Diagnostic Paracentesis in Cirrhotic Ascites From Core IM And The American Thoracic Society

This post covers, from CoreIM and the American Thoracic Society YouTube Channel:

Here are excerpts from Mind The Gap on Admission Paracentesis, Part 1:

Show Notes

  • AASLD and European Association for the Study of the Liver guidelines recommend patients with cirrhosis and ascites admitted to the hospital should undergo a diagnostic abdominal paracentesis.
  • In a prospective observational trial, physician clinical impression had a sensitivity of 76% and specificity of 34% for spontaneous bacterial peritonitis on admission
    • Faculty tended to be more sensitive than residents, but not statistically significant.
    • Don’t forget about asymptomatic SBP!
  • Delayed paracentesis is associated with increased in-hospital mortality in patients with SBP comparing early paracentesis within 12 hours of admission vs. delayed between 12- 72 hours from admission.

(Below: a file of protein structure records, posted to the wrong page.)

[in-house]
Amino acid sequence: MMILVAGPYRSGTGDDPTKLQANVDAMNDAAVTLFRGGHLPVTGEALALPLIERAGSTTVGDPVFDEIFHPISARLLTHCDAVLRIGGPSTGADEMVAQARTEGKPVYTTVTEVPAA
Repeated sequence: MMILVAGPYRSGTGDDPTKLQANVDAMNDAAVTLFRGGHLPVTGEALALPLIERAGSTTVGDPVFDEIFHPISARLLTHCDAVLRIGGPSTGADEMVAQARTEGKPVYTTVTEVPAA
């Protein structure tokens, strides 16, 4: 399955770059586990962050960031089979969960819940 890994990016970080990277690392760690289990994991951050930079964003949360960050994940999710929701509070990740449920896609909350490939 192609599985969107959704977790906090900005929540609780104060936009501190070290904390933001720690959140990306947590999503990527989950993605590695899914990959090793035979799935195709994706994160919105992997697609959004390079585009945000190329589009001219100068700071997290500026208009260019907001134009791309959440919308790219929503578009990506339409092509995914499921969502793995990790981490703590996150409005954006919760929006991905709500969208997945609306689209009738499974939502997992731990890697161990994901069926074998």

• This corresponded to an increase in mortality of 3.3% for every hour delayed.

Here are excerpts from Mind the Gap on Abdominal Paracentesis, Part 2:

Take Away Points

  • It has been shown in cirrhotic with INRs greater than 1.5 and platelets less than 50, there were minimal complication rates after paracentesis.
  • Platelet transfusion prior to paracentesis is grade III recommendation. It was neither useful nor effective, and it can even be harmful.
  • General internists had the similar safety outcomes as IR specialists and gave fewer platelets and FFP transfusions.
  • Sending paracentesis fluid in blood culture bottles increased yield.

The YouTube video,  Ultrasound for Paracentesis — BAVLS:, from the American Thoracic Society should be watched in its entirety as there are many valuable points. Ultrasound should be used if available as it makes paracentesis safer.


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